Netflix’s The Lost Husband has been trending ever since it was released on the subscription streamer, and honestly, with its romantic premise and fun cast (Josh Duhamel and Leslie Bibb star; Netflix’s Lucifer star Kevin Alejandro is also in it), it’s a perfect end of summer tale. But if you ask Josh Duhamel, there’s a specific reason The Lost Husband’s release has been so timely.
You guessed it, the pandemic may have really led a lot more eyeballs to The Lost Husband than may have otherwise, particularly given the schedule and ways the now-Netflix movie has been released. While previously speaking to ET ahead of the flick’s initial release, Duhamel said The Lost Husband was coming at “the perfect time.”
This is the perfect time for a movie like this to come out because people are at home watching. You know? These are things that they may really want to dive into. People are sort of stuck at home right now, so they either need to read or watch something and they’re trying to keep themselves occupied. I think any sort of entertainment is helpful.
If you’ve been keeping tabs on The Lost Husband at all, it’s had quite the trajectory in the era of Covid-19. The movie was initially released on VOD when most of us were quarantined back in April and when Josh Duhamel was able to take some time off and spend it in the great outdoors rather than the concrete jungle in Los Angeles. Then, Netflix scooped the project up and the rest is history.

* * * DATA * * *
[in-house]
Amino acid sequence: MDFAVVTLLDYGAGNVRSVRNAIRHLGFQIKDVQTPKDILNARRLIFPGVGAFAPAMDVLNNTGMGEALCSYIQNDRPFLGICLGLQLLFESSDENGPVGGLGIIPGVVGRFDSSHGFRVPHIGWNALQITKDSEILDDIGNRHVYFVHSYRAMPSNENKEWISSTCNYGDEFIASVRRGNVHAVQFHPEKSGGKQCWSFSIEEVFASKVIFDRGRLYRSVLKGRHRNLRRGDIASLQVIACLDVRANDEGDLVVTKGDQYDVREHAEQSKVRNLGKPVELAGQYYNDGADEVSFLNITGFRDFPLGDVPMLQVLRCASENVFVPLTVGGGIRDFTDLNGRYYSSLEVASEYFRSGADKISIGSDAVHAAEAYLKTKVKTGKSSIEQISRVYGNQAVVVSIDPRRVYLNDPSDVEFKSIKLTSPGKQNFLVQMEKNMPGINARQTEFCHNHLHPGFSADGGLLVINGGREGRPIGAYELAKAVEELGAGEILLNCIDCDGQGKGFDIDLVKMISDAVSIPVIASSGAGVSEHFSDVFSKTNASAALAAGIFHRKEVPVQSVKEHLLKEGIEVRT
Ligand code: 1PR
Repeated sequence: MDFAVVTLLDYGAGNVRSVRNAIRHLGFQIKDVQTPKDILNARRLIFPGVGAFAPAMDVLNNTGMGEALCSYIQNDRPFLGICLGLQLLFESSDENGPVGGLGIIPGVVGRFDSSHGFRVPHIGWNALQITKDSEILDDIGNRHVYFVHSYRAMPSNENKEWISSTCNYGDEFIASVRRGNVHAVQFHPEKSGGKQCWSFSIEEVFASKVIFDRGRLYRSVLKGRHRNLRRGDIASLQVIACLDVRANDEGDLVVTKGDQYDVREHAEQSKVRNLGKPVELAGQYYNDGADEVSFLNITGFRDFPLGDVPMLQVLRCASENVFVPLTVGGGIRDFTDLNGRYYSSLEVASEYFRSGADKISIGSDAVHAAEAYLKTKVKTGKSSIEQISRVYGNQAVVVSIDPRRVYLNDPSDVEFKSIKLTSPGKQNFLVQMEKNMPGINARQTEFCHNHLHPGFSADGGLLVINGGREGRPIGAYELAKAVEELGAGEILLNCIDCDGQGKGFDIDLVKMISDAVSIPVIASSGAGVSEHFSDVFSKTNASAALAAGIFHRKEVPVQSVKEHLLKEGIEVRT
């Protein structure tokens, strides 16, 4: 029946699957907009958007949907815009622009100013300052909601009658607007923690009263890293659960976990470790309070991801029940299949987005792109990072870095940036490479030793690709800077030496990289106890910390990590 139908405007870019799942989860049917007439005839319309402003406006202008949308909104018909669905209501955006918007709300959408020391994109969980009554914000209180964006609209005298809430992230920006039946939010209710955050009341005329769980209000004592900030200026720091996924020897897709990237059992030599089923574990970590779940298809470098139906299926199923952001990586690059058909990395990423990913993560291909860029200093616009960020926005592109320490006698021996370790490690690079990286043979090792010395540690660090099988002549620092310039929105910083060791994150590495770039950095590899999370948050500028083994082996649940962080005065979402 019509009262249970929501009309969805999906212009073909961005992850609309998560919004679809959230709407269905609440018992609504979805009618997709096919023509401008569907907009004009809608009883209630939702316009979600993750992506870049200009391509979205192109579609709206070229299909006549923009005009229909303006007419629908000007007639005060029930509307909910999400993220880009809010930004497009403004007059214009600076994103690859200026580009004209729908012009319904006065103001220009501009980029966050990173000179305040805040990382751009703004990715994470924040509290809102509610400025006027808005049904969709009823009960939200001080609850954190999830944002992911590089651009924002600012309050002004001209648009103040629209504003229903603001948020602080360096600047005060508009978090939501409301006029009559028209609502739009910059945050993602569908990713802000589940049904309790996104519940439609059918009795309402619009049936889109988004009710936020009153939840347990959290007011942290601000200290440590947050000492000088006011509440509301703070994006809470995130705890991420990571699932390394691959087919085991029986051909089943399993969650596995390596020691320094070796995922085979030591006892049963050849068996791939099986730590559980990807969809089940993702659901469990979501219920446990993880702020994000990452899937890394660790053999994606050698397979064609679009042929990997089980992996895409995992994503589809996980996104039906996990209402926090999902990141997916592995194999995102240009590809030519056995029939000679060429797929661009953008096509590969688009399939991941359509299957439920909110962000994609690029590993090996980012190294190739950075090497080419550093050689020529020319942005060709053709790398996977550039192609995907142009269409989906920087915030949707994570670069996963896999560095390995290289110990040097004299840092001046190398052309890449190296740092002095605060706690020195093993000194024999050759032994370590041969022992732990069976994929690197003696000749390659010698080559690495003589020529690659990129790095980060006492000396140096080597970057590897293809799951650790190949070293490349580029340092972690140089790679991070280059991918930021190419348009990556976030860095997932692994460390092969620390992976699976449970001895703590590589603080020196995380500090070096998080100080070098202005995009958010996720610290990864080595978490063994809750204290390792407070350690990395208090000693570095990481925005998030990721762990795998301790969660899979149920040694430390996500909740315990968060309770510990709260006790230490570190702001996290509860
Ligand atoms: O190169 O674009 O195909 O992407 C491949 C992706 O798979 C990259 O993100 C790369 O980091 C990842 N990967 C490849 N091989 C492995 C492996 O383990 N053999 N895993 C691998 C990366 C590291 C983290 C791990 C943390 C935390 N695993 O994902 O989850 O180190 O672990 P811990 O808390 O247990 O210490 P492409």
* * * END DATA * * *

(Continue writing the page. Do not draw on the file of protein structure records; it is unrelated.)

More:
The Lost Husband first hit Netflix on August 10. It joins a lineup of some fan favorites returning to Netflix or hitting the streamer this month, as well as a few originals. This includes Rob Schneider’s new comedy special, Asian Mamma, Mexican Kids, which also hit this week, as well as Work It, Crazy Awesome Teachers, The Sleepover, All Together Now, and other upcoming flicks.
Meanwhile, The Lost Husband has been impressively popular over its last few days on the streaming service. It’s the number one title on Netflix at the time of this writing – both in movies and television programming – and I do think there’s something to Josh Duhamel’s thoughts about the timing of the romantic film. People need breezy content right now and even though The Lost Husband has some sad and serious plot material, at the end of the day a little romance doesn’t hurt, particularly when people are consuming more content at home. You can take a look at what to expect with the full trailer.
Netflix still isn’t often releasing numbers for its programming, but if The Lost Husband continues to hang around in the Top 10 for more than a couple additional days, I’d assume it’s a pretty reasonable success. The Lost Husband is also based on a novel by Katherine Center if you’d like to delve into its story a bit more.